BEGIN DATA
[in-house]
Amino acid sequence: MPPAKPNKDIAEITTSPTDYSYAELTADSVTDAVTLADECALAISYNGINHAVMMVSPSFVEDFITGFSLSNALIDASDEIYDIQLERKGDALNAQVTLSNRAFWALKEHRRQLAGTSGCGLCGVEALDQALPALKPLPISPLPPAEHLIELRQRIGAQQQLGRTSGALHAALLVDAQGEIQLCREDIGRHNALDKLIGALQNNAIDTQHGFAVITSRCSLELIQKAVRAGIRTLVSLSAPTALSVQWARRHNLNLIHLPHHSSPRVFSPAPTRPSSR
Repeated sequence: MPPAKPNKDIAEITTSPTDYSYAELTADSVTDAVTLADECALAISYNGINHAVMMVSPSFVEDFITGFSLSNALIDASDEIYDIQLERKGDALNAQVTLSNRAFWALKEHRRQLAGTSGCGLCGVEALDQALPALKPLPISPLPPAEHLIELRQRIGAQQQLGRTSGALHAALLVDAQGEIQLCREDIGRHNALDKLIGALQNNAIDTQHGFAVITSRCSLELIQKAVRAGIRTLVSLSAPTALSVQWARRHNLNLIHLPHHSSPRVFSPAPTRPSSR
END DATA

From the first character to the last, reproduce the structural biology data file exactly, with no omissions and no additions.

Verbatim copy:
[in-house]
Amino acid sequence: MPPAKPNKDIAEITTSPTDYSYAELTADSVTDAVTLADECALAISYNGINHAVMMVSPSFVEDFITGFSLSNALIDASDEIYDIQLERKGDALNAQVTLSNRAFWALKEHRRQLAGTSGCGLCGVEALDQALPALKPLPISPLPPAEHLIELRQRIGAQQQLGRTSGALHAALLVDAQGEIQLCREDIGRHNALDKLIGALQNNAIDTQHGFAVITSRCSLELIQKAVRAGIRTLVSLSAPTALSVQWARRHNLNLIHLPHHSSPRVFSPAPTRPSSR
Repeated sequence: MPPAKPNKDIAEITTSPTDYSYAELTADSVTDAVTLADECALAISYNGINHAVMMVSPSFVEDFITGFSLSNALIDASDEIYDIQLERKGDALNAQVTLSNRAFWALKEHRRQLAGTSGCGLCGVEALDQALPALKPLPISPLPPAEHLIELRQRIGAQQQLGRTSGALHAALLVDAQGEIQLCREDIGRHNALDKLIGALQNNAIDTQHGFAVITSRCSLELIQKAVRAGIRTLVSLSAPTALSVQWARRHNLNLIHLPHHSSPRVFSPAPTRPSSR